(Bloomberg News) The money managers who picked the global stock market bottom say now is no time to sell as the biggest equity rally since 1955 starts its third year.
Laszlo Birinyi, who told clients to buy as the Standard & Poor's 500 Index fell to a 12-year low of 676.53 on March 9, 2009, says gains that added about $28 trillion to global share values will outlast previous increases as investors who missed the first phase play catch-up. Valuations are still below historical averages, said Barton Biggs, the hedge-fund manager who purchased stocks before the S&P 500's 95% advance through yesterday.
Rallies in equities, corporate debt and commodities illustrate how the more than $12 trillion pumped into the financial system by governments and central banks is spurring a recovery from the worst global recession since the 1930s. While bears say prices will fall once stimulus ends, billionaire Kenneth Fisher and Byron Wien of Blackstone Group LP are betting on stocks whose profits are most tied to economic growth.
"These kinds of strong beginnings lead to long and durable bull markets," Birinyi, who founded Westport, Conn.-based research and money management firm Birinyi Associates Inc. in 1989 after a decade on the trading desk at Salomon Brothers, said in a March 7 phone interview. "While there will be corrections and while there will be pauses, we're still of the view that this is a bull market that we expect to go on for several years."
Previous Bull Markets
Even after almost doubling in 24 months, the S&P 500's two-year return is 36 percentage points below the average bull-market gain of 131% since 1962, according to data compiled by Bloomberg and Birinyi Associates. The 730-day rally without a decline of 20% or more compares with an average duration of 1,407 days, the data show.
The S&P 500 fell 0.4% to 1,316.06 at 10 a.m. in New York, while the Dow Jones Industrial Average declined 0.3% to 12,178.24.
Genworth Financial Inc., the Richmond, Virginia-based mortgage guarantor and life insurer, increased the most in the S&P 500 since the market's bottom, climbing more than 14-fold. General Growth Properties Inc., the Chicago-based mall owner, led the MSCI All-Country World Index of 45 developed and emerging markets, rising 5,174%, data compiled by Bloomberg show.
The two-year advance is the biggest for the S&P 500 since the rally following the end of the Korean War and the election of President Dwight D. Eisenhower, according to data compiled by Bloomberg and S&P. The index has risen in 18 of 24 months, data compiled by Bloomberg show.
Five straight quarters of U.S. profit growth and the biggest yearly increase since 1988 have held down valuations, data compiled by Bloomberg show. The U.S. benchmark index is trading at 15.5 times reported earnings, compared with the average ratio of 19.7 at bull-market peaks. The S&P 500's earnings yield, or annual income divided by the index price, is 2.96 percentage points higher than the payout on 10-year Treasuries, the widest gap at the two-year point of any bull market since 1962, the data show.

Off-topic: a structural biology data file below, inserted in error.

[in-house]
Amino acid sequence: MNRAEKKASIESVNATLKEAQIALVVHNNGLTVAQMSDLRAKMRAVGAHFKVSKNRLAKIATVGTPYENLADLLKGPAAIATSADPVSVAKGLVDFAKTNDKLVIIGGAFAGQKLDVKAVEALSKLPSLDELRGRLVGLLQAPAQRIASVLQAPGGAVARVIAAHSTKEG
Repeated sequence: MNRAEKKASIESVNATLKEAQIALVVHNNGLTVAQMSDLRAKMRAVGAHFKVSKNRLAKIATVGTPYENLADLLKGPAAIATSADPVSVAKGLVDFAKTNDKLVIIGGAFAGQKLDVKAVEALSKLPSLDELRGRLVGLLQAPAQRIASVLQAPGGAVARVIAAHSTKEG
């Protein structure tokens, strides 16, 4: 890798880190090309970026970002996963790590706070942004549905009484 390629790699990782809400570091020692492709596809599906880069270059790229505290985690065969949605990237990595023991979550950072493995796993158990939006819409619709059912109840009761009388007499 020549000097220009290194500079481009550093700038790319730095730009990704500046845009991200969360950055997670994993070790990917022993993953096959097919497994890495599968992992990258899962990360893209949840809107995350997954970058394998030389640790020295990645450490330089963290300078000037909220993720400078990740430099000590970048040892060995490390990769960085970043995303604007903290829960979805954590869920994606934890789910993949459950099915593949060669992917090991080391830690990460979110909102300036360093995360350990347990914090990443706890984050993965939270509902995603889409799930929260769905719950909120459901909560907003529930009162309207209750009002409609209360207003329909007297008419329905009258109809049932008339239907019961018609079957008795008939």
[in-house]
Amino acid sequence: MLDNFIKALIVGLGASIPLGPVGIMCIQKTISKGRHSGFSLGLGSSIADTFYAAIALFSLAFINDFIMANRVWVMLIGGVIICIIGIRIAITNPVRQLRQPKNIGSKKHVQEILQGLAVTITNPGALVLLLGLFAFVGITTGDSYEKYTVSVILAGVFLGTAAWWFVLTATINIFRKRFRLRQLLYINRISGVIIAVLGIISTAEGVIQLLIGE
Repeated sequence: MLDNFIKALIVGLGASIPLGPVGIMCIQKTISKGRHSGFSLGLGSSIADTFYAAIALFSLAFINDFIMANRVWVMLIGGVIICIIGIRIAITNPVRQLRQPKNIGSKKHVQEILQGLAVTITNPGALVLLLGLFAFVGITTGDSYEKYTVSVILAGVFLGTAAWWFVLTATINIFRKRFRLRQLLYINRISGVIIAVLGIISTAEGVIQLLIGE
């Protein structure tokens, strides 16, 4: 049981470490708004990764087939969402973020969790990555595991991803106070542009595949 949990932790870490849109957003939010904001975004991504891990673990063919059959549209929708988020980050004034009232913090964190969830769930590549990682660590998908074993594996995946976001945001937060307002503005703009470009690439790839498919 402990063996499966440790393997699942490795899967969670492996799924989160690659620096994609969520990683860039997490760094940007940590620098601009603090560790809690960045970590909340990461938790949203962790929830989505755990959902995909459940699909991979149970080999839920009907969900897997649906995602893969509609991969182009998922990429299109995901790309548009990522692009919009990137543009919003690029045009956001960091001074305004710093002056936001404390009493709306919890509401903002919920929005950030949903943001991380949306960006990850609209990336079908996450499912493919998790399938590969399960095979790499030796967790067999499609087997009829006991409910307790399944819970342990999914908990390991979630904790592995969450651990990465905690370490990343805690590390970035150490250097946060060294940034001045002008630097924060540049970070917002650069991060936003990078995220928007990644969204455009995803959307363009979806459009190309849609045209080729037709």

"I don't think valuations are stretched," Biggs, who oversees $1.4 billion as managing partner of New York-based Traxis Partners LP, said in a March 7 phone interview. "The next move in the S&P 500 is more likely to be up than down, and that move could be 10% to 15%."
When Biggs bought shares in March 2009, the purchases were a contrarian bet driven by what he said was the highest level of bearish sentiment ever. Lehman Brothers Holdings Inc. had collapsed six months earlier, Warren Buffett, the chairman of Berkshire Hathaway Inc., said the economy was in "shambles" and New York University's Nouriel Roubini, who foresaw the crisis, said the S&P 500 may fall to 600.
Stocks surged as record-low Federal Reserve interest rates, along with a $787 billion stimulus bill signed into law by U.S. President Barack Obama and his administration's plan to rid banks of toxic assets, boosted investor confidence. Buying shares is a "potentially good deal" for long-term investors, Obama said six days before the slump ended.
Now Biggs is counting on economic and profit growth to spur gains. Citigroup Inc.'s Economic Surprise Index for the U.S., a gauge of how much reports are exceeding the median economist estimates in Bloomberg News surveys, surged to a record last week as manufacturing growth topped forecasts and the jobless rate unexpectedly fell to an almost two-year low.
S&P 500 companies will boost earnings by 17% during the next 12 months to a record $99.57 a share, according to analyst estimates compiled by Bloomberg. Profits in the MSCI All-Country Index may climb 20%, analyst forecasts show.
"We're in a major expansion globally," according to Fisher, who oversees $44 billion at Woodside, California-based Fisher Investments Inc. and said in September 2009 that the rally in equities was too big to reverse. "Corporate earnings are great."